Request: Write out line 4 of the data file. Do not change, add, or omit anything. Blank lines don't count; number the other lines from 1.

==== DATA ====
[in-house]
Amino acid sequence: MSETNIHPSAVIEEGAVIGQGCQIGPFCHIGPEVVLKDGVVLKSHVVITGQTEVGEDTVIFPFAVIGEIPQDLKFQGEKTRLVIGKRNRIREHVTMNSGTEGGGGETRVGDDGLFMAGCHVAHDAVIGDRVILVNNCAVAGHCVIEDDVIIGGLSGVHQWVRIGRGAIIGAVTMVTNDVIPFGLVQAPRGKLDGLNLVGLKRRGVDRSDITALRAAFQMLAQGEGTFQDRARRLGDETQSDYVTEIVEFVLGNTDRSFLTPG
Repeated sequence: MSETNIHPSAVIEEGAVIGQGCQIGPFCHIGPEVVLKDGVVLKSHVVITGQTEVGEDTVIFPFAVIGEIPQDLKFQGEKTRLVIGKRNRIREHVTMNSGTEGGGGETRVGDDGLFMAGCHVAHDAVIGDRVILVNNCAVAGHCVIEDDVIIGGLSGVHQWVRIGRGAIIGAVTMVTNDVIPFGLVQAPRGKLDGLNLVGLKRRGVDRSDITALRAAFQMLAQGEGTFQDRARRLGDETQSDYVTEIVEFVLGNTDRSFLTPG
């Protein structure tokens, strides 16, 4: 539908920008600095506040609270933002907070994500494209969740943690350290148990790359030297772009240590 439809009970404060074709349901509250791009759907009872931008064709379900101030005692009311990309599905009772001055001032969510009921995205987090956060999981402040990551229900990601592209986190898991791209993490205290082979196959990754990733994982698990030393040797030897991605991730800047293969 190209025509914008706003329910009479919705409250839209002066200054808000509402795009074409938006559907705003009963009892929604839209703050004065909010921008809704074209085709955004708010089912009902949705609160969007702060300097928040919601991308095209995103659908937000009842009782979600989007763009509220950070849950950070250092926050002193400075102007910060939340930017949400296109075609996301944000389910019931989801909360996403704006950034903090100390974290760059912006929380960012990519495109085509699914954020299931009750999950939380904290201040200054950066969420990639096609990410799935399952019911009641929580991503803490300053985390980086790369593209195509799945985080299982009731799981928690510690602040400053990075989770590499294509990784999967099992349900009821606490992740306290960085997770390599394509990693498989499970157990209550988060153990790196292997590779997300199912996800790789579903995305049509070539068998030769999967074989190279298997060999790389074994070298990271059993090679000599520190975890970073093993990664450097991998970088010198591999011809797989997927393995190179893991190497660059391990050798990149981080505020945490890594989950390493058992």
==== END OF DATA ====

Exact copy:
């Protein structure tokens, strides 16, 4: 539908920008600095506040609270933002907070994500494209969740943690350290148990790359030297772009240590 439809009970404060074709349901509250791009759907009872931008064709379900101030005692009311990309599905009772001055001032969510009921995205987090956060999981402040990551229900990601592209986190898991791209993490205290082979196959990754990733994982698990030393040797030897991605991730800047293969 190209025509914008706003329910009479919705409250839209002066200054808000509402795009074409938006559907705003009963009892929604839209703050004065909010921008809704074209085709955004708010089912009902949705609160969007702060300097928040919601991308095209995103659908937000009842009782979600989007763009509220950070849950950070250092926050002193400075102007910060939340930017949400296109075609996301944000389910019931989801909360996403704006950034903090100390974290760059912006929380960012990519495109085509699914954020299931009750999950939380904290201040200054950066969420990639096609990410799935399952019911009641929580991503803490300053985390980086790369593209195509799945985080299982009731799981928690510690602040400053990075989770590499294509990784999967099992349900009821606490992740306290960085997770390599394509990693498989499970157990209550988060153990790196292997590779997300199912996800790789579903995305049509070539068998030769999967074989190279298997060999790389074994070298990271059993090679000599520190975890970073093993990664450097991998970088010198591999011809797989997927393995190179893991190497660059391990050798990149981080505020945490890594989950390493058992």